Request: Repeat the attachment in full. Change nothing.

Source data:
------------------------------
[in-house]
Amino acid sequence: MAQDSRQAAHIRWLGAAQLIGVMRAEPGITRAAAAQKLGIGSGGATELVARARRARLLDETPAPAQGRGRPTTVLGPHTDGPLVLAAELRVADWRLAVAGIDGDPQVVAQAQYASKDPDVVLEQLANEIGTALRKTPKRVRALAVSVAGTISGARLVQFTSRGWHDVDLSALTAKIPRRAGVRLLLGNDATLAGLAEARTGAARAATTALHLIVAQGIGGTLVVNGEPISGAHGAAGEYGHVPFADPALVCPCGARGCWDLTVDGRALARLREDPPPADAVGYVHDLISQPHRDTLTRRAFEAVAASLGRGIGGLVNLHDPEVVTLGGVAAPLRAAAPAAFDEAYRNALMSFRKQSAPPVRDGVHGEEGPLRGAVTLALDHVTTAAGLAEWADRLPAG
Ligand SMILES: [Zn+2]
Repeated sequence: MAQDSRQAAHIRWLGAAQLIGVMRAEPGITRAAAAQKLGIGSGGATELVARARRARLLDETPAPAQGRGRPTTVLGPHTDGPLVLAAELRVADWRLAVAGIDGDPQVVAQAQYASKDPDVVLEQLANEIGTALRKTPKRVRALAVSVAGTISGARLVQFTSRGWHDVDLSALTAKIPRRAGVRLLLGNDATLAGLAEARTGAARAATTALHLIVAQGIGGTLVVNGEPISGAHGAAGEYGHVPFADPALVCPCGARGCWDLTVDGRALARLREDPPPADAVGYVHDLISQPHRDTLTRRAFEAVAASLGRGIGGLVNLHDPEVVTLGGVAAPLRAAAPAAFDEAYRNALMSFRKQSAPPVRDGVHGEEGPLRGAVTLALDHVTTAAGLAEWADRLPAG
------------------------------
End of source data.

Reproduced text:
[in-house]
Amino acid sequence: MAQDSRQAAHIRWLGAAQLIGVMRAEPGITRAAAAQKLGIGSGGATELVARARRARLLDETPAPAQGRGRPTTVLGPHTDGPLVLAAELRVADWRLAVAGIDGDPQVVAQAQYASKDPDVVLEQLANEIGTALRKTPKRVRALAVSVAGTISGARLVQFTSRGWHDVDLSALTAKIPRRAGVRLLLGNDATLAGLAEARTGAARAATTALHLIVAQGIGGTLVVNGEPISGAHGAAGEYGHVPFADPALVCPCGARGCWDLTVDGRALARLREDPPPADAVGYVHDLISQPHRDTLTRRAFEAVAASLGRGIGGLVNLHDPEVVTLGGVAAPLRAAAPAAFDEAYRNALMSFRKQSAPPVRDGVHGEEGPLRGAVTLALDHVTTAAGLAEWADRLPAG
Ligand SMILES: [Zn+2]
Repeated sequence: MAQDSRQAAHIRWLGAAQLIGVMRAEPGITRAAAAQKLGIGSGGATELVARARRARLLDETPAPAQGRGRPTTVLGPHTDGPLVLAAELRVADWRLAVAGIDGDPQVVAQAQYASKDPDVVLEQLANEIGTALRKTPKRVRALAVSVAGTISGARLVQFTSRGWHDVDLSALTAKIPRRAGVRLLLGNDATLAGLAEARTGAARAATTALHLIVAQGIGGTLVVNGEPISGAHGAAGEYGHVPFADPALVCPCGARGCWDLTVDGRALARLREDPPPADAVGYVHDLISQPHRDTLTRRAFEAVAASLGRGIGGLVNLHDPEVVTLGGVAAPLRAAAPAAFDEAYRNALMSFRKQSAPPVRDGVHGEEGPLRGAVTLALDHVTTAAGLAEWADRLPAG